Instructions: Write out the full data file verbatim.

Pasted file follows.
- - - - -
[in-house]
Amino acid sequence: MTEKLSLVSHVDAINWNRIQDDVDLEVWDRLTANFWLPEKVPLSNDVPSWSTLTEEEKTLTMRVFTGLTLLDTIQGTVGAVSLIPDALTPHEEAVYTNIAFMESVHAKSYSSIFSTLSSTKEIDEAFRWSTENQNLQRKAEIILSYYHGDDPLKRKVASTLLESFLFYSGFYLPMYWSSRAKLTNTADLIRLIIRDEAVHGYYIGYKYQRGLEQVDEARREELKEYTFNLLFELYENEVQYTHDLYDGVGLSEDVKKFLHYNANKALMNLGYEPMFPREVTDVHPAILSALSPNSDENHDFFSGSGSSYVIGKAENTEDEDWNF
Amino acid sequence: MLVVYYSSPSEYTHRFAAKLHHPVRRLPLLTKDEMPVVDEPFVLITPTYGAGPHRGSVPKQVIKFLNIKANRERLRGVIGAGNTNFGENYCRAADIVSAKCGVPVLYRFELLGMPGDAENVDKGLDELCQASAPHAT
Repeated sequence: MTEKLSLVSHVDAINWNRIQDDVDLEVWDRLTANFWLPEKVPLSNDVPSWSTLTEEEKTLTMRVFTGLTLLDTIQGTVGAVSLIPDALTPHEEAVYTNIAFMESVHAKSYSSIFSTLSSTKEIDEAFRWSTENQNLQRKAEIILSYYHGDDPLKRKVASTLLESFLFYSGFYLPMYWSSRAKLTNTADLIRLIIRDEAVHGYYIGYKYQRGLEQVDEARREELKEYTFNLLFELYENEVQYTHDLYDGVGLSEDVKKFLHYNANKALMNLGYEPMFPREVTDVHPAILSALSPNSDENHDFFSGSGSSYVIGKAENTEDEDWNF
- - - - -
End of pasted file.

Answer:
[in-house]
Amino acid sequence: MTEKLSLVSHVDAINWNRIQDDVDLEVWDRLTANFWLPEKVPLSNDVPSWSTLTEEEKTLTMRVFTGLTLLDTIQGTVGAVSLIPDALTPHEEAVYTNIAFMESVHAKSYSSIFSTLSSTKEIDEAFRWSTENQNLQRKAEIILSYYHGDDPLKRKVASTLLESFLFYSGFYLPMYWSSRAKLTNTADLIRLIIRDEAVHGYYIGYKYQRGLEQVDEARREELKEYTFNLLFELYENEVQYTHDLYDGVGLSEDVKKFLHYNANKALMNLGYEPMFPREVTDVHPAILSALSPNSDENHDFFSGSGSSYVIGKAENTEDEDWNF
Amino acid sequence: MLVVYYSSPSEYTHRFAAKLHHPVRRLPLLTKDEMPVVDEPFVLITPTYGAGPHRGSVPKQVIKFLNIKANRERLRGVIGAGNTNFGENYCRAADIVSAKCGVPVLYRFELLGMPGDAENVDKGLDELCQASAPHAT
Repeated sequence: MTEKLSLVSHVDAINWNRIQDDVDLEVWDRLTANFWLPEKVPLSNDVPSWSTLTEEEKTLTMRVFTGLTLLDTIQGTVGAVSLIPDALTPHEEAVYTNIAFMESVHAKSYSSIFSTLSSTKEIDEAFRWSTENQNLQRKAEIILSYYHGDDPLKRKVASTLLESFLFYSGFYLPMYWSSRAKLTNTADLIRLIIRDEAVHGYYIGYKYQRGLEQVDEARREELKEYTFNLLFELYENEVQYTHDLYDGVGLSEDVKKFLHYNANKALMNLGYEPMFPREVTDVHPAILSALSPNSDENHDFFSGSGSSYVIGKAENTEDEDWNF